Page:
NEW YORK (CBS New York/AP) -- On the day after the day after, New Yorkers were left wondering what happened. There are still many streets that haven't seen a plow yet.
"I'm curious as to why none of this has been plowed yet," one person told CBS 2's Lou Young. "All the streets around here, very few have been plowed. One was half-plowed."
"I think they get an F-minus," said Arlene Buonintane of Queens Village. "I think they really screwed up because, you know, this is ridiculous. You still have ambulances that have to get out. You still have police and firefighters that have to get through and none of the side streets are plowed."
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"This has never been like this. I think it's because the Sanitation [Department] is short. I'm a retired sanitation worker and it has never been like this," another resident said.
Mayor Michael Bloomberg blamed circumstance.
"We won't get to everybody every time. We will make mistakes, but we have to continue plugging ahead. Yelling about it and complaining doesn't help," Bloomberg said. "I think you can expect another 24 hours before we will get to everyone and even then I'm not so sure."
The mayor said 2,700 city plows manned by a reduced Department of Sanitation workforce were all at work Tuesday night, supplemented by other City departments. Young saw a privately contracted plow with a Parks Department worker riding shotgun.
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The City said it needs more private plows, front loaders and tow trucks. Ambulances have been getting stuck trying to do their work.
"Too many ambulances went down blocked streets, for example," Bloomberg said. "What they should've done was stay at the corner of the main street and then walked down or struggled through the snow to get down, because once the ambulance got in it couldn't get out."
Young witnessed one ambulance doing precisely what the mayor wanted. It stopped on a main street so that EMTs could walk down snow-covered side street to assist someone. But in the process their ambulance blocked traffic, including a snow plow.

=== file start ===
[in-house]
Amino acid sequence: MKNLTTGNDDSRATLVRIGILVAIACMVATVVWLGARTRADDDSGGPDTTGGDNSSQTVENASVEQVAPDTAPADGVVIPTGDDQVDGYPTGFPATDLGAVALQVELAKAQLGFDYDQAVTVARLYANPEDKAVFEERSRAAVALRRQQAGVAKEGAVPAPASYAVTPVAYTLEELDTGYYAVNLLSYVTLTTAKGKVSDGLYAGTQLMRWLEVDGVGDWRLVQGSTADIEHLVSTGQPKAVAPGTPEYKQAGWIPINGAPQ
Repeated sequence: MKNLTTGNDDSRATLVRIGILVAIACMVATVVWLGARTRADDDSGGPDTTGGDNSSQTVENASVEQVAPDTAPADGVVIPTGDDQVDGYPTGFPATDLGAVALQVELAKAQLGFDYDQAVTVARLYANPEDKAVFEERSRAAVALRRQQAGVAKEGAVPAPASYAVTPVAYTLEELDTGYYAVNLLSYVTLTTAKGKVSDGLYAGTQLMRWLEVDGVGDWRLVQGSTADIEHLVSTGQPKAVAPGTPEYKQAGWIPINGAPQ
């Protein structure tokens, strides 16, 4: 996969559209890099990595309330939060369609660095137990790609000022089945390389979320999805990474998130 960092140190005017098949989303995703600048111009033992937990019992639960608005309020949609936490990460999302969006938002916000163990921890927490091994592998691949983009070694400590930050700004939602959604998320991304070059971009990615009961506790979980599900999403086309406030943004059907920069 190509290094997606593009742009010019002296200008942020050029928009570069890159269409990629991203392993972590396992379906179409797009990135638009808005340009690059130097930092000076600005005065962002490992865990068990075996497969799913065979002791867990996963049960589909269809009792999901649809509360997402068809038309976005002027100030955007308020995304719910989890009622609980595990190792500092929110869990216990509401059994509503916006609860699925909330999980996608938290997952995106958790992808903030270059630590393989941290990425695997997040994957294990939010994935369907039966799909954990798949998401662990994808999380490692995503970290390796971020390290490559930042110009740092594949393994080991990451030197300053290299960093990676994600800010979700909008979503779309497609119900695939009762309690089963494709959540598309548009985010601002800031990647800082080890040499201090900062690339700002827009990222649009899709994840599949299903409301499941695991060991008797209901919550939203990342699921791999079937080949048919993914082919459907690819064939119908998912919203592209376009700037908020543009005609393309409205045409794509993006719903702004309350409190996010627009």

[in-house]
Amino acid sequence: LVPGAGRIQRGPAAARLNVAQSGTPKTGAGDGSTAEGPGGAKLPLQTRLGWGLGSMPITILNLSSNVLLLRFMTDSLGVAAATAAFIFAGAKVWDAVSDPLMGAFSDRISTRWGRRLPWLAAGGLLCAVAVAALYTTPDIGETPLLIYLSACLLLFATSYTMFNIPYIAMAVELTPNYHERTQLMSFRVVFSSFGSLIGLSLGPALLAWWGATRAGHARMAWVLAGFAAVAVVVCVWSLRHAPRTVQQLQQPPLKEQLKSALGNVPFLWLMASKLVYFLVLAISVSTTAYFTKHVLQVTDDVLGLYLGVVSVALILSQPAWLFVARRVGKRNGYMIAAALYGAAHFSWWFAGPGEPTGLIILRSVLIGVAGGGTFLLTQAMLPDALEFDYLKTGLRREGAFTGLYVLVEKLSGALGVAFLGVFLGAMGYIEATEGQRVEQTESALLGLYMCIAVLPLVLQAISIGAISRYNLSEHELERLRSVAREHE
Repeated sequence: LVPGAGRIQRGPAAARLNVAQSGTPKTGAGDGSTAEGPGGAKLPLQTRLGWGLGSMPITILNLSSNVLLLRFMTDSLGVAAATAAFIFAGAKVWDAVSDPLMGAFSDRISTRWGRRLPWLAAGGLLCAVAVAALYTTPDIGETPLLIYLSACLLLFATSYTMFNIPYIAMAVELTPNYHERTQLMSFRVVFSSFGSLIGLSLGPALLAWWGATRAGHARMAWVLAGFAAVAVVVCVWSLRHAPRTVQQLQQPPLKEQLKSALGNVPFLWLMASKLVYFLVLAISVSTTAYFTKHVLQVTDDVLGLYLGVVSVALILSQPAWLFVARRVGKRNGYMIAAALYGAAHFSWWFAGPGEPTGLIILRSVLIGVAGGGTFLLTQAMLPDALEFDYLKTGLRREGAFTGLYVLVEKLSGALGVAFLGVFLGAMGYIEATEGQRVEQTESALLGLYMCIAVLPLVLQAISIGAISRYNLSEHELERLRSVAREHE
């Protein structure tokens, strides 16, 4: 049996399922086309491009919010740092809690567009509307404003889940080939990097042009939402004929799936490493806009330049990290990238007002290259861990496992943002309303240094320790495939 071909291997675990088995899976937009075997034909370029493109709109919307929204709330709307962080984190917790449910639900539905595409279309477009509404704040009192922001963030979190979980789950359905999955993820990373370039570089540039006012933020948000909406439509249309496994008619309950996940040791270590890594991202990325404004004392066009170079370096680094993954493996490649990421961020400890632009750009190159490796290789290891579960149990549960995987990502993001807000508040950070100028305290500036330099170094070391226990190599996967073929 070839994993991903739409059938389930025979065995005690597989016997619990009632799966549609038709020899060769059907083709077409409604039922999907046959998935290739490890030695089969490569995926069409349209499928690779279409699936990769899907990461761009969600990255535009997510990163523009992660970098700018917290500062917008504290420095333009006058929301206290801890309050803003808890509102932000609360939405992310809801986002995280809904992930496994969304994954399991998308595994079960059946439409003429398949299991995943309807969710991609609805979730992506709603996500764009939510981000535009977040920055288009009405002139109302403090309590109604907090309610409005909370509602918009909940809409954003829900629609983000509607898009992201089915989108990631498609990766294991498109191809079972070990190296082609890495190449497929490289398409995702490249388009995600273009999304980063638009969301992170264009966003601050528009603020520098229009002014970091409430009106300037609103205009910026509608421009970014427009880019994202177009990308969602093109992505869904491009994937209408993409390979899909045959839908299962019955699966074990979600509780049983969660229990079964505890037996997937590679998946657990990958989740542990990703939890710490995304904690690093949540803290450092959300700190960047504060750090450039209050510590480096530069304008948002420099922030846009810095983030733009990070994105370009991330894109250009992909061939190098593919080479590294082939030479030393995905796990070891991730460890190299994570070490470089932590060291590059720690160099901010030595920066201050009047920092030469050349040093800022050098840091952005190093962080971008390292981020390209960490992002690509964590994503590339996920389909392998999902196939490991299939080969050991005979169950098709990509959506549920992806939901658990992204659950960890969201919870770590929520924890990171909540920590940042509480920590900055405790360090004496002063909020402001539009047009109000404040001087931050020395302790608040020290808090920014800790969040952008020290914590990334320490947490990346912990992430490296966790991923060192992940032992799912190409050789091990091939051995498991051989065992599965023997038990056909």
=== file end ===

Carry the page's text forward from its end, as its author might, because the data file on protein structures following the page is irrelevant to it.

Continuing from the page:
The stuck plow driver was clearly frustrated.
"It's hard. We're stuck in traffic because people don't stay home," he said. "People driving around, getting stuck in the middle of the street. We can't get down the streets. It's impossible."
If you're not buying this, neither are the folks at the NYC Council or in the borough presidents' offices. Marty Markowitz was nearly apoplectic over the condition of his Brooklyn borough's streets.
"We've had previous bad snowstorms and the Sanitation Department did an excellent job. Something didn't happen this time," Markowitz said.
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The City Office of Emergency Management, which is normally empty, was activated around 4 p.m. on Sunday when the storm started to settle in. There's even a stuck ambulance task force that's been at it since Monday trying to make sense of the mess.
But angry NYC Council members said they think there's more that needs to be looked into than stuck ambulances. Hearings have been scheduled for Jan. 10.
"I believe we can do better. We expect better. I know we can do better. We did better in February when we had a storm and that was much worse. And so I know this was a bad storm, but the reality is we've done it in the past and we should have done it in the last 48 hours but we failed," said Councilwoman Leticia James, D-Queens.
City Councilman Daniel Dromm shook his head and came short of stamping his feet on two feet of unplowed snow on 75th Street in Jackson Heights, Queens.
"The fact that there has been no plow in this neighborhood at all is a disaster," Dromm said. "It's hard to understand why the city was so unprepared for this storm because we knew for a long time that it was coming."
"This is going on day three and usually what we see is a plow coming down the street on the day when the storm starts, then you see something coming the day after and basically the third day you expect it to be clear but that's not what happened here," he added.
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Some are putting the blame on Bloomberg. "He is not doing what he is supposed to do," one woman said. "He's not running the city, we're wondering what is happening."
"I think the Mayor must be living in another world if he thinks that the response to this has been satisfactory," Dromm said.
However, Bloomberg said he understands the hardships the public has faced in the last few days.
"I'm angry too, if your street was plowed the response was adequate, if your street was not plowed the response was inadequate," Bloomberg said. "We can not do everything all the time and we are doing the best we can."
CBS 2's Dave Carlin rode along with plow operators and sanitation supervisors on Tuesday night during their 12-hour shifts.
Residents on unplowed side streets seemed openly hostile.
Carlin asked the operator if he understands the criticism.
"I understand it. I heard it. Unfortunately, it was one of those storms that are one in a million. The sheer volume and the speed it came down and the winds did not help at all," the operator said.
(TM and Copyright 2010 CBS Radio Inc. and its relevant subsidiaries. CBS RADIO and EYE Logo TM and Copyright 2010 CBS Broadcasting Inc. Used under license. All Rights Reserved. This material may not be published, broadcast, rewritten, or redistributed. The Associated Press contributed to this report.)
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